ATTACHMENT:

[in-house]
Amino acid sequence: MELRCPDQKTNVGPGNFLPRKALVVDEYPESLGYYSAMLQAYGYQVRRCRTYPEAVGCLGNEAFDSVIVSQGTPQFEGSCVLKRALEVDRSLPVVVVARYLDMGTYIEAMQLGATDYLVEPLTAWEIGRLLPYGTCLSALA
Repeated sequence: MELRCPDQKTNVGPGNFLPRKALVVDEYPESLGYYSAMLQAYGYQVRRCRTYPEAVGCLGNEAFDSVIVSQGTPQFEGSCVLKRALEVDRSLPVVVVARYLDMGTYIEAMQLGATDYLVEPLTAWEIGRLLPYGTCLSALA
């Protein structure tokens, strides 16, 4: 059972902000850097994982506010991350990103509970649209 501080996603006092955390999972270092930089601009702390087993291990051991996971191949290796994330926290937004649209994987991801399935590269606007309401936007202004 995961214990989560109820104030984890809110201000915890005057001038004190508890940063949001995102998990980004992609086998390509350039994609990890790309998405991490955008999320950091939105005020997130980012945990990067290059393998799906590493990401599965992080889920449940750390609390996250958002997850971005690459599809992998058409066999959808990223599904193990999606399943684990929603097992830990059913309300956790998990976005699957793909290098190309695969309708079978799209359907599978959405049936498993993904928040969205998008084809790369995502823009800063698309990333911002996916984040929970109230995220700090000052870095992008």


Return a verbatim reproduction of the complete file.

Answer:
[in-house]
Amino acid sequence: MELRCPDQKTNVGPGNFLPRKALVVDEYPESLGYYSAMLQAYGYQVRRCRTYPEAVGCLGNEAFDSVIVSQGTPQFEGSCVLKRALEVDRSLPVVVVARYLDMGTYIEAMQLGATDYLVEPLTAWEIGRLLPYGTCLSALA
Repeated sequence: MELRCPDQKTNVGPGNFLPRKALVVDEYPESLGYYSAMLQAYGYQVRRCRTYPEAVGCLGNEAFDSVIVSQGTPQFEGSCVLKRALEVDRSLPVVVVARYLDMGTYIEAMQLGATDYLVEPLTAWEIGRLLPYGTCLSALA
């Protein structure tokens, strides 16, 4: 059972902000850097994982506010991350990103509970649209 501080996603006092955390999972270092930089601009702390087993291990051991996971191949290796994330926290937004649209994987991801399935590269606007309401936007202004 995961214990989560109820104030984890809110201000915890005057001038004190508890940063949001995102998990980004992609086998390509350039994609990890790309998405991490955008999320950091939105005020997130980012945990990067290059393998799906590493990401599965992080889920449940750390609390996250958002997850971005690459599809992998058409066999959808990223599904193990999606399943684990929603097992830990059913309300956790998990976005699957793909290098190309695969309708079978799209359907599978959405049936498993993904928040969205998008084809790369995502823009800063698309990333911002996916984040929970109230995220700090000052870095992008």